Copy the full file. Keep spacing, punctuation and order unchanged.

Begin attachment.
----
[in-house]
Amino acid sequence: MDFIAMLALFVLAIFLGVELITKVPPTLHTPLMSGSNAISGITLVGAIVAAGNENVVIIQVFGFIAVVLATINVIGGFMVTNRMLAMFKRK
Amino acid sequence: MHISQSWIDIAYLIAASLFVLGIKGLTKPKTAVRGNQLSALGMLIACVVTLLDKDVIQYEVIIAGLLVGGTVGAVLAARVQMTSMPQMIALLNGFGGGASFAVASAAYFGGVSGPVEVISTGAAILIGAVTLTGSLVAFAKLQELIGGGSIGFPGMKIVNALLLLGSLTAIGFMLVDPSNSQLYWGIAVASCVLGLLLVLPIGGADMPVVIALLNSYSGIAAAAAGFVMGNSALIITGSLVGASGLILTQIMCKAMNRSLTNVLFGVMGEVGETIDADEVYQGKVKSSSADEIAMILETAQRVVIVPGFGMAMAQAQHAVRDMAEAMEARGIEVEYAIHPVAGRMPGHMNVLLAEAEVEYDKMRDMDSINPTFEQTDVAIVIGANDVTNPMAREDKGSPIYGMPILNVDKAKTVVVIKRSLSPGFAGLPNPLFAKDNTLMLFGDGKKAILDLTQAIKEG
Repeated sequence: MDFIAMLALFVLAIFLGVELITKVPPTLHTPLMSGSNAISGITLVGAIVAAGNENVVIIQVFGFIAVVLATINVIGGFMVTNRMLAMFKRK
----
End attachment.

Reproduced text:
[in-house]
Amino acid sequence: MDFIAMLALFVLAIFLGVELITKVPPTLHTPLMSGSNAISGITLVGAIVAAGNENVVIIQVFGFIAVVLATINVIGGFMVTNRMLAMFKRK
Amino acid sequence: MHISQSWIDIAYLIAASLFVLGIKGLTKPKTAVRGNQLSALGMLIACVVTLLDKDVIQYEVIIAGLLVGGTVGAVLAARVQMTSMPQMIALLNGFGGGASFAVASAAYFGGVSGPVEVISTGAAILIGAVTLTGSLVAFAKLQELIGGGSIGFPGMKIVNALLLLGSLTAIGFMLVDPSNSQLYWGIAVASCVLGLLLVLPIGGADMPVVIALLNSYSGIAAAAAGFVMGNSALIITGSLVGASGLILTQIMCKAMNRSLTNVLFGVMGEVGETIDADEVYQGKVKSSSADEIAMILETAQRVVIVPGFGMAMAQAQHAVRDMAEAMEARGIEVEYAIHPVAGRMPGHMNVLLAEAEVEYDKMRDMDSINPTFEQTDVAIVIGANDVTNPMAREDKGSPIYGMPILNVDKAKTVVVIKRSLSPGFAGLPNPLFAKDNTLMLFGDGKKAILDLTQAIKEG
Repeated sequence: MDFIAMLALFVLAIFLGVELITKVPPTLHTPLMSGSNAISGITLVGAIVAAGNENVVIIQVFGFIAVVLATINVIGGFMVTNRMLAMFKRK